Navigational dredging and confined disposal removed nearly two million cubic yards of polluted sediments from the Great Lakes. Navigation projects where polluted sediments were removed and placed in a CDF included the Calumet River and Harbor in Illinois; Cleveland and Toledo Harbors in Ohio; the Rouge and Saginaw Rivers, Monroe Harbor, and Keweenaw Waterway in Michigan; Milwaukee and Green Bay Harbors in Wisconsin; and Duluth-Superior Harbor in Minnesota/Wisconsin.

A new CDF was completed at Clinton River, Michigan.

The Corps participated in the development of RAPs for several Areas of Concern, including Ashtabula, Buffalo, Cleveland, Grand Calumet River, and Milwaukee.

FY 1990 Accomplishments

The Corps continued to administer the dredge and fill permit program. Approximately 6,500 permits were issued and 343 enforcement actions were taken by Corps districts within the Great Lakes watershed.

The Corps analyzed bottom sediments from 19 Great Lakes navigation projects: Waukegan Harbor in Illinois; Cleveland, Conneaut, and Sandusky Harbors, and Rocky River in Ohio; Grand Traverse Bay, Manistique, and Ontonagon Harbors and the Saginaw and Black Rivers in Michigan; Ashland, Bayfield, Cornucopia, LaPointe, Manitowoc, and Milwaukee Harbors in Wisconsin; Duluth-Superior Harbor in Minnesota/Wisconsin; and Oswego Harbor and Rochester Harbor in New York.

Navigational dredging removed about 4.1 million cubic yards of bottom sediments. About 2 million cubic yards were determined to be unsuitable for open-water disposal and were placed in CDFs. Dredging projects were conducted in Buffalo Harbor, New York; Cleveland, Huron, Lorain, and Toledo Harbors in Ohio; the Detroit River, Saginaw, and St. Clair Rivers, Keweenaw Waterway, and Holland and Monroe Harbors in Michigan; Duluth-Superior Harbor in Minnesota/Wisconsin; and Green Bay and Milwaukee Harbors in Wisconsin. These projects included CDF operation, maintenance, and water quality monitoring.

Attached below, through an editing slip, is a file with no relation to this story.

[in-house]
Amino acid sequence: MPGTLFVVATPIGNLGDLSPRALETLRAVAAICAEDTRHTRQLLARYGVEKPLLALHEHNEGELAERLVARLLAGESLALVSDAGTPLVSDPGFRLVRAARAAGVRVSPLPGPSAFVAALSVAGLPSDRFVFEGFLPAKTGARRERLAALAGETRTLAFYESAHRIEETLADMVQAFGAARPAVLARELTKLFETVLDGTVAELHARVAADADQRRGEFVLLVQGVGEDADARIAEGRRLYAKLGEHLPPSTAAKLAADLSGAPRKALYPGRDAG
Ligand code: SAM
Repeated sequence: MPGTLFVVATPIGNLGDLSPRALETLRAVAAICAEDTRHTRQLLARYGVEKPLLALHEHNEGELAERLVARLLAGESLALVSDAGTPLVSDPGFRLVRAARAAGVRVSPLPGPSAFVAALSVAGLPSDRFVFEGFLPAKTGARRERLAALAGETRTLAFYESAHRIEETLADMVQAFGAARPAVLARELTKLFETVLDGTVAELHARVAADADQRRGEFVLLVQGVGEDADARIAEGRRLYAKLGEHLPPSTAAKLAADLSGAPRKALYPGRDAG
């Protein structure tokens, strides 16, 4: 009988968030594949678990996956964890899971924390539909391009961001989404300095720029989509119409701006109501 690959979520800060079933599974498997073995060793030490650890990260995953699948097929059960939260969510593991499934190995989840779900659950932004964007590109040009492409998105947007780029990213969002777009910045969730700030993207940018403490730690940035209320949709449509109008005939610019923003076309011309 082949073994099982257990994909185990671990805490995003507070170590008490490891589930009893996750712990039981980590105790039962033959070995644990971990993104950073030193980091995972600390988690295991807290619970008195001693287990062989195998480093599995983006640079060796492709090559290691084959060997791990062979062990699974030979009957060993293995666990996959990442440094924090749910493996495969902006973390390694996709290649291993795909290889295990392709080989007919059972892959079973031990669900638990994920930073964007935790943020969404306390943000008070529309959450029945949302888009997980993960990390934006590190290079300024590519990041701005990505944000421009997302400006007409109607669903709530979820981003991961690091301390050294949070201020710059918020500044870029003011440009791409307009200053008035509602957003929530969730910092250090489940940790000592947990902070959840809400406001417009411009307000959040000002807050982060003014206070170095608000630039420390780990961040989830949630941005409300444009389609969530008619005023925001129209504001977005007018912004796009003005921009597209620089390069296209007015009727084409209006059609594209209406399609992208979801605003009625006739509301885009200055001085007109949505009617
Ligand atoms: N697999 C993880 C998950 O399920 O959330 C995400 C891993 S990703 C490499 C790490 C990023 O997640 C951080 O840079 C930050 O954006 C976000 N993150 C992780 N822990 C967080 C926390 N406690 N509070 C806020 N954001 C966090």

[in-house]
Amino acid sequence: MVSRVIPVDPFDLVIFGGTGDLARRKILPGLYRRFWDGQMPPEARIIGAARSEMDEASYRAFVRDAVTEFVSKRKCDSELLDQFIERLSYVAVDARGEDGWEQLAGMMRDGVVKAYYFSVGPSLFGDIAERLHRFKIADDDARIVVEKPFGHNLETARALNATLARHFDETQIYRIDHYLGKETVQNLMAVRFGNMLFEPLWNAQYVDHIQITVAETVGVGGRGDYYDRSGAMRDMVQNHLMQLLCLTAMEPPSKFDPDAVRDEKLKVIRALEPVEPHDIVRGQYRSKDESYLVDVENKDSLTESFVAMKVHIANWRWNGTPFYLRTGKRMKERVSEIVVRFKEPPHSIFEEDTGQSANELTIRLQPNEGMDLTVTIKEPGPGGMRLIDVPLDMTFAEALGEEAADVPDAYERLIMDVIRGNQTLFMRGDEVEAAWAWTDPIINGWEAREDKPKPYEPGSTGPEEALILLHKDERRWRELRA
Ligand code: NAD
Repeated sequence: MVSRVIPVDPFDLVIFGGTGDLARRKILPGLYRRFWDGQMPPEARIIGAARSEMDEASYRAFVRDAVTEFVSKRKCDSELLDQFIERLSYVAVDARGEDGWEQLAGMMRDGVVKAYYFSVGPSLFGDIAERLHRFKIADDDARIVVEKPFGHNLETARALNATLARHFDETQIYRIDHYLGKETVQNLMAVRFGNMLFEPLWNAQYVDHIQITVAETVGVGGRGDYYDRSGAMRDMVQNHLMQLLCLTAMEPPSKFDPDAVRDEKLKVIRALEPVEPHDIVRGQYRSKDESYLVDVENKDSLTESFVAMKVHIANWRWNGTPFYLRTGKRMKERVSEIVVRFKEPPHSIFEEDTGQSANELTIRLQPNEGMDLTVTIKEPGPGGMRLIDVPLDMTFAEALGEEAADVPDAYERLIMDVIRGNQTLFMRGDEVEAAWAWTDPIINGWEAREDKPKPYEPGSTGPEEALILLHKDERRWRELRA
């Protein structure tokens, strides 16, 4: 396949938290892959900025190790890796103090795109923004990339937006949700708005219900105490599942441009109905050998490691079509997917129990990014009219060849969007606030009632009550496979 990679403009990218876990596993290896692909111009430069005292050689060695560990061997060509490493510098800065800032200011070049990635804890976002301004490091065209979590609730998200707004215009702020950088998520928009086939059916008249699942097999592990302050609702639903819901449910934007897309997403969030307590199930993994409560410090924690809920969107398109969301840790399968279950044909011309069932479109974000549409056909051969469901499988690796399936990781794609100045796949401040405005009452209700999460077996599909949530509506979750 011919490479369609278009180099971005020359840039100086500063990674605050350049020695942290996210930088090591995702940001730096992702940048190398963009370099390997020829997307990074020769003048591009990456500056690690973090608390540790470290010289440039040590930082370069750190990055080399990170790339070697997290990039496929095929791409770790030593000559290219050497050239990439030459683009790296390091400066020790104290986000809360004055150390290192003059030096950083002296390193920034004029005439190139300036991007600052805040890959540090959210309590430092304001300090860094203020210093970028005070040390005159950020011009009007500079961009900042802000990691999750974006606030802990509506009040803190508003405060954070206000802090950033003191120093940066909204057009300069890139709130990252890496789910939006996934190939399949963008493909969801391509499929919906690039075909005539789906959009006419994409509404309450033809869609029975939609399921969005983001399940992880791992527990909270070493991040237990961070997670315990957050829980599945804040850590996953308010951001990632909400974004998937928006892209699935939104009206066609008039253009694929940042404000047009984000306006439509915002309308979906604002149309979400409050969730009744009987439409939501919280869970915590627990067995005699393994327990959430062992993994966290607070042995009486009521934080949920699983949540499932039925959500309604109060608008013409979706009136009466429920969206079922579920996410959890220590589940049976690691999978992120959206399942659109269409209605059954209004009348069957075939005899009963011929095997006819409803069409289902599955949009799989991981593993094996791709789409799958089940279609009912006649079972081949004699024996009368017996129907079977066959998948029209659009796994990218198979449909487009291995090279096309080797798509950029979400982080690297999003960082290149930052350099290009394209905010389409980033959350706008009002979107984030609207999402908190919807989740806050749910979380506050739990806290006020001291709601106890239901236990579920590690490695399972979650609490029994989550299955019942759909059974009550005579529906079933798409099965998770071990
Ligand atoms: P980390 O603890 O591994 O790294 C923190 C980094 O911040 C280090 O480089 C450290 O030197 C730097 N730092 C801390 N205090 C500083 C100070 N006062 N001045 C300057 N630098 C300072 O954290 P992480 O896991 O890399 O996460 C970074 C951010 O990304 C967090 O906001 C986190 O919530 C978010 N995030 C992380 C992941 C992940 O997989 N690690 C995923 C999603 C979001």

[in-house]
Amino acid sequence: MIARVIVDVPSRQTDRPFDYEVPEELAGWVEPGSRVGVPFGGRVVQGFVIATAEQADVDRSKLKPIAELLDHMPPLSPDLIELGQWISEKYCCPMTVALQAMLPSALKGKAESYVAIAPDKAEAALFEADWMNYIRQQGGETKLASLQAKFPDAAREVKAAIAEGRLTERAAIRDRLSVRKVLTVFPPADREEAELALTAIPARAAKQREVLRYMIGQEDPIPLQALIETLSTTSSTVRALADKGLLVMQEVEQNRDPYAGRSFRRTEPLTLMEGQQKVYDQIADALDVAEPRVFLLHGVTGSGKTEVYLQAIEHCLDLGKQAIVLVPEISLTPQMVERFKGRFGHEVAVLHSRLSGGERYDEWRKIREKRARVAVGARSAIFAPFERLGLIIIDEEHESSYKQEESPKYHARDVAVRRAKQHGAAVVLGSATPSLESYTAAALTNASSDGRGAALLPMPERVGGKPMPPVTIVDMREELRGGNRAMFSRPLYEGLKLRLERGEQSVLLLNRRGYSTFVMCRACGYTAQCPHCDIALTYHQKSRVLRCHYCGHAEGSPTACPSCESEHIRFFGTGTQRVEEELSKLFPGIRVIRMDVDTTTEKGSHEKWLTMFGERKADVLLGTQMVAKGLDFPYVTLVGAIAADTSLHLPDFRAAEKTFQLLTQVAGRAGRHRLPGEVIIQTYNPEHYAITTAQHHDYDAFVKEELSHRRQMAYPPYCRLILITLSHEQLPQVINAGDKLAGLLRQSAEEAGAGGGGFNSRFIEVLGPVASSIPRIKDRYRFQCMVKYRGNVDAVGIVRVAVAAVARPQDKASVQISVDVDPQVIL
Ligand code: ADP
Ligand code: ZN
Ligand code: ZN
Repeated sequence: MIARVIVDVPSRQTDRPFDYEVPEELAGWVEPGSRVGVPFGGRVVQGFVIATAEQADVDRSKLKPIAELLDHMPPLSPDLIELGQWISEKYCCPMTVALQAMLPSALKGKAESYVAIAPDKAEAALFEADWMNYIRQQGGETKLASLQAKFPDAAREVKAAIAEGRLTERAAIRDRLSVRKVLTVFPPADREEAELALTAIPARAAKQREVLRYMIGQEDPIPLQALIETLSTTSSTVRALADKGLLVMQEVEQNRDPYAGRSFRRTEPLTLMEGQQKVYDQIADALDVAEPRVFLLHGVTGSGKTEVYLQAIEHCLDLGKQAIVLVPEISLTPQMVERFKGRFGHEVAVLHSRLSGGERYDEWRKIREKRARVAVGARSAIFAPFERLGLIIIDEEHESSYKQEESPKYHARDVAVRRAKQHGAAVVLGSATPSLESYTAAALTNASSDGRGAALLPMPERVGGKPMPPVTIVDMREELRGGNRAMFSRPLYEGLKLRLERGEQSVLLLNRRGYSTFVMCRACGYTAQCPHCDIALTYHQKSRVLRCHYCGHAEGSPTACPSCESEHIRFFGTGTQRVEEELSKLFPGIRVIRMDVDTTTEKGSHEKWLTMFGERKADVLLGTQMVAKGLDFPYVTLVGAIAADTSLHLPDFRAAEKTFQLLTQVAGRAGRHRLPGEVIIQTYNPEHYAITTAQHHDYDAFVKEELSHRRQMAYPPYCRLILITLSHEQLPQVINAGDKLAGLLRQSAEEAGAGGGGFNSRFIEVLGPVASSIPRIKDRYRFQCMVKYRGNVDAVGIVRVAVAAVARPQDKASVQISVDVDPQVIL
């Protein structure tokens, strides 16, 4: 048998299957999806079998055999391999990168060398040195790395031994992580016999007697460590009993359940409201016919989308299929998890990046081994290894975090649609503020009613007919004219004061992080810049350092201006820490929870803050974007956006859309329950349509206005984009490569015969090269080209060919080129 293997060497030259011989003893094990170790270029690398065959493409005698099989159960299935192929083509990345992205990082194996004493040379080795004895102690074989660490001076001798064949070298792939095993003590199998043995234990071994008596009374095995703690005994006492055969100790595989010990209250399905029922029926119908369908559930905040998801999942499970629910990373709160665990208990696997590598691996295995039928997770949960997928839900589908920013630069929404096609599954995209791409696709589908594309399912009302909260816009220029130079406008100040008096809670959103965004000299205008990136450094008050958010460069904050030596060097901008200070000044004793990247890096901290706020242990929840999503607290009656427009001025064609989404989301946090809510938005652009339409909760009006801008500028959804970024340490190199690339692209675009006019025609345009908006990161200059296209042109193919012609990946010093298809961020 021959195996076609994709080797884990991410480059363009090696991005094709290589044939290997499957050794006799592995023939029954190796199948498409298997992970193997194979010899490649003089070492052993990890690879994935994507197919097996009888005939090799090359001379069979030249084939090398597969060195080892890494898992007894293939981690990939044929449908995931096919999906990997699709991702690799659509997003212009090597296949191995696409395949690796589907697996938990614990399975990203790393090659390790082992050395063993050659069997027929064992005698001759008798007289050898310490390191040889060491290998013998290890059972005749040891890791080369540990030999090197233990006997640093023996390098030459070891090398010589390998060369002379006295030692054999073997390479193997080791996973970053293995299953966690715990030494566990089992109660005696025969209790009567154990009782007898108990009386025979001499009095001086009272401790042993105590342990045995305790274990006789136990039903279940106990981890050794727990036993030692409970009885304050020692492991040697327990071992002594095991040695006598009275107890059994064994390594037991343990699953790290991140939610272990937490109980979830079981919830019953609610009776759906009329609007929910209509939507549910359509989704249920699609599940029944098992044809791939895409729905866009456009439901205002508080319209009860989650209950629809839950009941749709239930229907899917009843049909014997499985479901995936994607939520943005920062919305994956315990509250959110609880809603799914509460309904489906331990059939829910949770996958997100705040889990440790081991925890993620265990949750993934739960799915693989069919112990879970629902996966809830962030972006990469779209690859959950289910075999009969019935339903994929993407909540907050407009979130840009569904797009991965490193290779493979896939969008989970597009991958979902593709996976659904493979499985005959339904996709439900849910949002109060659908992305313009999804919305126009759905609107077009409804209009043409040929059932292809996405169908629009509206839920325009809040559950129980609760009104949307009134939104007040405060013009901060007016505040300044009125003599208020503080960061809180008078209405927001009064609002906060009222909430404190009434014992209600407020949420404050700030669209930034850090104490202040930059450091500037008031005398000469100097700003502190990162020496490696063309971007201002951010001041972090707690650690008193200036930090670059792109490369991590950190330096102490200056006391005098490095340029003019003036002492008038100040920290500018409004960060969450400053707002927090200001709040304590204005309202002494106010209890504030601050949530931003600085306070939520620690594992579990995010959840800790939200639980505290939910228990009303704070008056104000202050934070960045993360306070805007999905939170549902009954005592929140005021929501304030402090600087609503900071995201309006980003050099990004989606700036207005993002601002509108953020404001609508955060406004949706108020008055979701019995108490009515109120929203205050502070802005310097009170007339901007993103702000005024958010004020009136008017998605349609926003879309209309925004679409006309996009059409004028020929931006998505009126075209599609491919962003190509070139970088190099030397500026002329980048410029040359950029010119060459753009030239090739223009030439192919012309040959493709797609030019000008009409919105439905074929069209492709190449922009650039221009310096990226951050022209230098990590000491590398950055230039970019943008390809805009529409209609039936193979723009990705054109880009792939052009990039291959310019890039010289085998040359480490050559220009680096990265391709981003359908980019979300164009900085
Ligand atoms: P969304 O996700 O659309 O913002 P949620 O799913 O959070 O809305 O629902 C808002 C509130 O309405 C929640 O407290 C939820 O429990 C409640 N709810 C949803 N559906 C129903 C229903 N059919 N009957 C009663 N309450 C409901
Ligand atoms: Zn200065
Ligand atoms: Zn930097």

The Corps assisted EPA's ARCS program by providing technical support, performing bench-scale testing of treatment technologies, developing plans for pilot-scale demonstrations, creating procedures for estimating contaminant losses, designing concept plans for full-scale remediation, and participating in five ARCS work groups.

The Corps assessed contaminant loss and bioaccumulation in fish at the Saginaw CDF and PCB bioaccumulation and volatilization at the Chicago CDF.

Construction of the Maumee Bay Shoreline Erosion and Beach Restoration and Reno Beach-Howard Farms Flood control projects were started in Ohio.

The Corps began a study of sediment and water quality in Onondaga Lake, Syracuse, New York.

Construction of two major flood damage reduction projects was started. The Chicagoland Underflow Plan is the reservoir portion of Chicago's Tunnel and Reservoir Project (TARP)exit EPA. The TARP will reduce the backflow of stormwater and sewage from Chicago area rivers into Lake Michigan. Construction also began on the Little Calumet River Flood Protection and Recreation Project in Northwest Indiana. This project includes significant wetland mitigation and enhancement and will provide a recreational corridor along the river.